Pater Gratia Oriental Art

Recent Acquisitions

2012243 & 2012244
2012243 & 2012244

Japanese wares with Western Shapes or Designs 1653-1800

 

Objects 2012243 & 2012244

 

Two coffee pots

  

Japan

 

1700-1720

 

Object 2012243:

Height with cover 295 mm (11.61 inch), height without cover 265 mm (10.43 inch), diameter handle to spout 225 mm (8.86 inch), diameter of mouthrim 76 mm (2.99 inch), diameter of footring 145 mm (5.71 inch), weight with cover 1,827 grams (64.45 ounce (oz.)), weight cover 68 grams (2.40 ounce (oz.))

 

Object 2012244:

Height with cover 295 mm (11.61 inch), height without cover 261 mm (10.28 inch), diameter handle to spout 225 mm (8.86 inch), diameter of mouthrim 78 mm (3.07 inch), diameter of footring 150 mm (5.91 inch), weight with cover 1,643 grams (57.96 ounce (oz.)), weight cover 85 grams (3.00 ounce (oz.))

 

Two coffee pots of conical shape on footrings with glazed bases. Curved, flat pieced handles, domed covers with pointed knobs and loop rings (intended for chains between the top of the handles and the loop rings on the covers). The holes for the mounted Dutch brass taps in the lower parts are surrounded by squares in low relief. Decorated in underglaze blue with two large phoenixes or pheasants perched on rocks, flowering peonies and chrysanthemums. On the handle karakusa scrolls. The covers are decorated en suite.

 

As was the case with tea, it was not until the end of the 17th century that drinking coffee became popular in Europe, each town had his own coffee house, where everyone - which in fact meant mainly men - could enjoy drinking a cup of coffee. The Dutch East India Company, (Vereenigde Oost-Indische Compagnie, VOC), started off mainly importing coffee from Yemen, experimenting only later with plantations of their own in Java.

However, drinking coffee had for centuries already been a common practice in the Middle East. European coffee pots were therefore often modelled after Islamic copper examples. Two types of coffee pots were most frequently commissioned in Asian porcelain: conical and belly shaped. The conical shaped pot originally came from Japan. After brewed coffee was poured into this luxurious porcelain pot, it was held warm on a stand and subsequently served through a metal tap which had later been added to the pot after it had been imported to the Netherlands. At the bottom of the pot the coffee grounds were collected. Coffee pots from China, where both types were made, don't feature a tap but a spout. (The World at Home, exhibition Groninger Museum 17 june 2017 - 31 march 2019)

 

The utensils necessary for consuming tea and coffee developed in parallel with their increasing popularity. Dutch Copper coffee pots of conical shape are known in the late 17th centurY, and there were also silver examples. A double-walled copper coffee pot probably made for the the Netherlands Dutch confirms its use. The Arita porcelain copies will have been made from a similar model. Some have three feet, other none. The feet eliminate the disadvantage of an uneven base: pots without feet were apparently put on a brazier or stand (added in Europe), or were mounted. The loop ring had a silver chain fixed to the hole in the handle to prevent the cover from falling off. An octagonal variety with spout is known in Chine de commande., but otherwise the shape is not represented in Chinese export porcelain. This underglaze blue version is quite common, indicating a widespread use of these Japanese pots. (Jörg 2003/1, p. 204, cat. 261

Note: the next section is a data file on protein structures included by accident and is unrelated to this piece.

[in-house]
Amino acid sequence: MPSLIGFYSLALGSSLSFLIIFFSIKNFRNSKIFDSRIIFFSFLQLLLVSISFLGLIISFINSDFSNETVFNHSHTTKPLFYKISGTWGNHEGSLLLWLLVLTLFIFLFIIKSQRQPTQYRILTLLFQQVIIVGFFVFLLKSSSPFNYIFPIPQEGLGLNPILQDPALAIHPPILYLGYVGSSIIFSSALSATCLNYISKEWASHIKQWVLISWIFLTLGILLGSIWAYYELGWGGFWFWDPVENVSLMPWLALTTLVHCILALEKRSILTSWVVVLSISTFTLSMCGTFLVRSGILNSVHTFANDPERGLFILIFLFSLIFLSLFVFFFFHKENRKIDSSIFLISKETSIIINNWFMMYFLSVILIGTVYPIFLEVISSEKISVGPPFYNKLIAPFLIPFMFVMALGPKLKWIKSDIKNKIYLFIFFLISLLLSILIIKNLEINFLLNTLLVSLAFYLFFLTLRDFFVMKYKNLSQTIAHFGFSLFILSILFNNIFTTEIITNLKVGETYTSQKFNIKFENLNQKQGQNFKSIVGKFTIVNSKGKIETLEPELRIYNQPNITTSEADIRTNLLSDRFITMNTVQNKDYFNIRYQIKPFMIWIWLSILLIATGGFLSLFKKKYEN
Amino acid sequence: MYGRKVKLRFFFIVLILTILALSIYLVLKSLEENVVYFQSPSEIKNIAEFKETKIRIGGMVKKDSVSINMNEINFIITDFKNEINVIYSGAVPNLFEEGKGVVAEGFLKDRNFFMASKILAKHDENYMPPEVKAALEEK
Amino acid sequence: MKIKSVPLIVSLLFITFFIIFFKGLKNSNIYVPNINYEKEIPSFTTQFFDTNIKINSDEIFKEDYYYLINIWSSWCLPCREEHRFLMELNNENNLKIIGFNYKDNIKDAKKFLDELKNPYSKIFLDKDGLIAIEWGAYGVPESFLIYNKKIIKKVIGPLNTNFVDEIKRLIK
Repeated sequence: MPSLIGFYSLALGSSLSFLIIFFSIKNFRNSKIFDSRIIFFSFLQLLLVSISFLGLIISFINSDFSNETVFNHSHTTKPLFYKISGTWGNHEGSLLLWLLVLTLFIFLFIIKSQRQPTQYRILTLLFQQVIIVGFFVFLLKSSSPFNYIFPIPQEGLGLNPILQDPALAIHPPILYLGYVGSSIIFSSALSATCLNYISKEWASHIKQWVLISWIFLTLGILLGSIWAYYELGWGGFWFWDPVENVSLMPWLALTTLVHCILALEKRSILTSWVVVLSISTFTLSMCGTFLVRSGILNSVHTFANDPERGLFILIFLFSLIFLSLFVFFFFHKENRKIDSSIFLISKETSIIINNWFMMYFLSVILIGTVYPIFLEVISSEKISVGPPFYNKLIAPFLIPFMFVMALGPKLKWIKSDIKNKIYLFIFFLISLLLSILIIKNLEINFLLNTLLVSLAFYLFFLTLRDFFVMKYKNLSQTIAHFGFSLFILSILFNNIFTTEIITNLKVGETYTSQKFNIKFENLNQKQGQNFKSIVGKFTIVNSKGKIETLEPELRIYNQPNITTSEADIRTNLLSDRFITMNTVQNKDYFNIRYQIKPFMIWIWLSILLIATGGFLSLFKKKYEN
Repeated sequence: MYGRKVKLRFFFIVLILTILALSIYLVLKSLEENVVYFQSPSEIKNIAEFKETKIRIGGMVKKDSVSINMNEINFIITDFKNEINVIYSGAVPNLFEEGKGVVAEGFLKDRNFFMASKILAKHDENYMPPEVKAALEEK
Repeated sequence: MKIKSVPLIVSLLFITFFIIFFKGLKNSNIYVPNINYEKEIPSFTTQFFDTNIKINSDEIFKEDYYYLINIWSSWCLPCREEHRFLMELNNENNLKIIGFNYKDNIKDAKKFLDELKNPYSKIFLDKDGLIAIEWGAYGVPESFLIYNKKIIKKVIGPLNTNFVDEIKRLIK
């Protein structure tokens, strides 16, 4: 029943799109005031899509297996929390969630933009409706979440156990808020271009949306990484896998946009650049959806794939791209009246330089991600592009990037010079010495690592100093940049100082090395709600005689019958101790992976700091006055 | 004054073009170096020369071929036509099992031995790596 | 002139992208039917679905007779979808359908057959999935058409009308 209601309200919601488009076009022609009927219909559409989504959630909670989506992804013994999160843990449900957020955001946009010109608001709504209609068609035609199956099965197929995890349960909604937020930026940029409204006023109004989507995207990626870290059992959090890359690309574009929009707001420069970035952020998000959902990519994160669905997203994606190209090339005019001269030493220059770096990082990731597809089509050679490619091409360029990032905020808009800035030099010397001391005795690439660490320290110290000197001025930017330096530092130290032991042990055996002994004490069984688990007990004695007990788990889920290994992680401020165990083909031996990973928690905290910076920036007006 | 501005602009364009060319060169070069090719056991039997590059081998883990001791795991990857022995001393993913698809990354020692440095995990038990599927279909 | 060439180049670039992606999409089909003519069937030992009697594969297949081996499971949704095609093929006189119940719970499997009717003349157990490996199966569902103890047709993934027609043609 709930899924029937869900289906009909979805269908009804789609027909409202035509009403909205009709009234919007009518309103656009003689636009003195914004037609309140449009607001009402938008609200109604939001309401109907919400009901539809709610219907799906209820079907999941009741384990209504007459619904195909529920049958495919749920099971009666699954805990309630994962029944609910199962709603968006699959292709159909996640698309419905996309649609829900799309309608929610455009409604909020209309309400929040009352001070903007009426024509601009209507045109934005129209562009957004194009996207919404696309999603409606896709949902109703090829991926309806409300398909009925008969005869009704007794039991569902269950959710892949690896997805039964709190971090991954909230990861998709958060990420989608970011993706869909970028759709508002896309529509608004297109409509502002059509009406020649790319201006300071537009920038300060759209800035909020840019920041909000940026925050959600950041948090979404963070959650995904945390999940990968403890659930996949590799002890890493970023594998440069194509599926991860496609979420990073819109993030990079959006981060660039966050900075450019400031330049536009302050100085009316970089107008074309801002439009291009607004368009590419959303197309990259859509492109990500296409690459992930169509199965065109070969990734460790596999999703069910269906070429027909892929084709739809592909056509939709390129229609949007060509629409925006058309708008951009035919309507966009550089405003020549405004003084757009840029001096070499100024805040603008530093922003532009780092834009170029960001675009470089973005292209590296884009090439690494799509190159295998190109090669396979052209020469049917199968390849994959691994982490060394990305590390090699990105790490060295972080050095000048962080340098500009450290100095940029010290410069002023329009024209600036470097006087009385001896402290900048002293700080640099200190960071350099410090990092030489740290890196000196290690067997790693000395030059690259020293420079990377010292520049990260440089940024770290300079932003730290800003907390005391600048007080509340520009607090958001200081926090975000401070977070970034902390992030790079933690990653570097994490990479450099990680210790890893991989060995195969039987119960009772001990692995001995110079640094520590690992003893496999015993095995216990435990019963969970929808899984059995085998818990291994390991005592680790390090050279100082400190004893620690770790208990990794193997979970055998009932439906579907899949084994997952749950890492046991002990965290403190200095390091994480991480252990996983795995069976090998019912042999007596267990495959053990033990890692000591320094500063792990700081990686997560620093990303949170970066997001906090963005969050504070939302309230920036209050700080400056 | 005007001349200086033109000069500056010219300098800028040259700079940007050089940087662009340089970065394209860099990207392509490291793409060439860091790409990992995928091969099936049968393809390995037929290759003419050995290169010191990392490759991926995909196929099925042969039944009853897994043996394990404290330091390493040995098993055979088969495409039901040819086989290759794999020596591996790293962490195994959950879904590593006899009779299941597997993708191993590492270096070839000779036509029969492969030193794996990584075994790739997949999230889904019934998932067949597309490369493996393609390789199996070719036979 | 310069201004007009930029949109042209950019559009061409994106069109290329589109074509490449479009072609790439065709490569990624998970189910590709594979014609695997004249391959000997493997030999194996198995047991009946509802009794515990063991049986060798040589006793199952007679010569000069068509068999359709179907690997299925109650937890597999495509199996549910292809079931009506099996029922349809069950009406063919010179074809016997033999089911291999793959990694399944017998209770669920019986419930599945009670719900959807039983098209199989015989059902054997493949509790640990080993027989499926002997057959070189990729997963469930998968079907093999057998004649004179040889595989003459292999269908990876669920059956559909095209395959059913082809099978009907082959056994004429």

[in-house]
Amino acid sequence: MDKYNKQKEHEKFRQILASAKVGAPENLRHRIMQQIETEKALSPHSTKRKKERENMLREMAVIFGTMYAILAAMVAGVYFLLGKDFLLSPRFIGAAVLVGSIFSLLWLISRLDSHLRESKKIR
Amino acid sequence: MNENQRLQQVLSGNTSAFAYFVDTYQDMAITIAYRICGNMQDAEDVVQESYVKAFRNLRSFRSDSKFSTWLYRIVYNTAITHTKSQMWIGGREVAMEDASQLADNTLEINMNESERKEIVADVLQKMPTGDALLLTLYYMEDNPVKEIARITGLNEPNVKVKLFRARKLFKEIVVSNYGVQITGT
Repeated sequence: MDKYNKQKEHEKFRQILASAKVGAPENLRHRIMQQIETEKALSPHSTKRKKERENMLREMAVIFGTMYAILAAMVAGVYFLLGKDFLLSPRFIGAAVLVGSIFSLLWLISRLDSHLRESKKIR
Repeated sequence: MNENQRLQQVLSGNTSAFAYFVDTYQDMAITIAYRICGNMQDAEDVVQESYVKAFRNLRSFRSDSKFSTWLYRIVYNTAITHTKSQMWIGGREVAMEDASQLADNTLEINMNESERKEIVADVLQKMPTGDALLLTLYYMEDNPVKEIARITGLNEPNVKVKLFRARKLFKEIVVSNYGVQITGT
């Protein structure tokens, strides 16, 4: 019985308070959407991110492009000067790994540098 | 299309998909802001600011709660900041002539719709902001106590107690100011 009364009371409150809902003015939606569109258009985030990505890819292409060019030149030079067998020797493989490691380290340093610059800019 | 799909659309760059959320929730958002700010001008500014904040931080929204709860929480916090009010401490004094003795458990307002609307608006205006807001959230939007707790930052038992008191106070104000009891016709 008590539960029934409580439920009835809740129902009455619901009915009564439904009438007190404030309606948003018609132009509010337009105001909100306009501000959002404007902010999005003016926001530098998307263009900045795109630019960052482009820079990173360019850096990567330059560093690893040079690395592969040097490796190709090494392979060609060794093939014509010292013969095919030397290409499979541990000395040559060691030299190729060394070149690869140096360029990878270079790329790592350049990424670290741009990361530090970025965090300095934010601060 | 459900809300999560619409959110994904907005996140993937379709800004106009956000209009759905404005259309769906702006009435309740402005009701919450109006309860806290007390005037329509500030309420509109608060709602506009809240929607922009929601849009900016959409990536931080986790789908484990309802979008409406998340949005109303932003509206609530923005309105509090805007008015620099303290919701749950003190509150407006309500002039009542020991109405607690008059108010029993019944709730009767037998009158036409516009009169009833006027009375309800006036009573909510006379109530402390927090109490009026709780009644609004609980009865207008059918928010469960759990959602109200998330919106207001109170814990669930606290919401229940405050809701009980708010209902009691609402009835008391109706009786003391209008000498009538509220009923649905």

Coffee pots, usually three-legged, are common in blue-and-white and in enamelled Imari. usually there is one hole left for a tap to be fitted in Europe, occasionally there are three. (Ayers, Impey & Mallet 1990, p.213)

 

For identically shaped, sized and decorated coffee pots, please see;

For identically shaped, sized and decorated coffee pots on three feet, please see;

For an identically shaped, sized and decorated coffee pot with Danish silver mounts that bears the monogram of King Frederick IV of Denmark (r.1699-1730) and the Holstein coat of arms on tap, in the Princess's lacquered chamber at Rosenborg Castle, Copenhagen. (Impey 2002, p. 106) to see this coffee pot, please see:

For other identically shaped, sized and decorated mounted coffee pots, please see;.

Condition object 2012243: A firing flaw to the belly and the handle, a restored loopring to the cover and a shallow chip to the rim.

 

Condition object 2012244: Some fine crazing to the glaze, a firing flaw to the handle and to glaze rough spots to the square in low relief that fits the Dutch brass tap. The cover is completely restored. 

 

References:

Lunsingh Scheurleer 1971, cat. 113 & 114

Jenyns 1979, cat. 18a

Lunsingh Scheurleer 1980, p.397, Abb. 427 & 428, p.398, Abb. 429a & p.399 Abb. 430 & 432

Daendels 1981, cat. 15

Oxford 1981, cat. 262

Reichel 1981, cat. 15

Ayers, Impey & Mallet 1990, p.213

Suchomel 1997, cat. 11

Impey 2002, p.106 & cat. 121

Jörg 2003/1, p. 204, cat. 261

Jörg 2011/1, cat. 79

 

Price: Sold.

 

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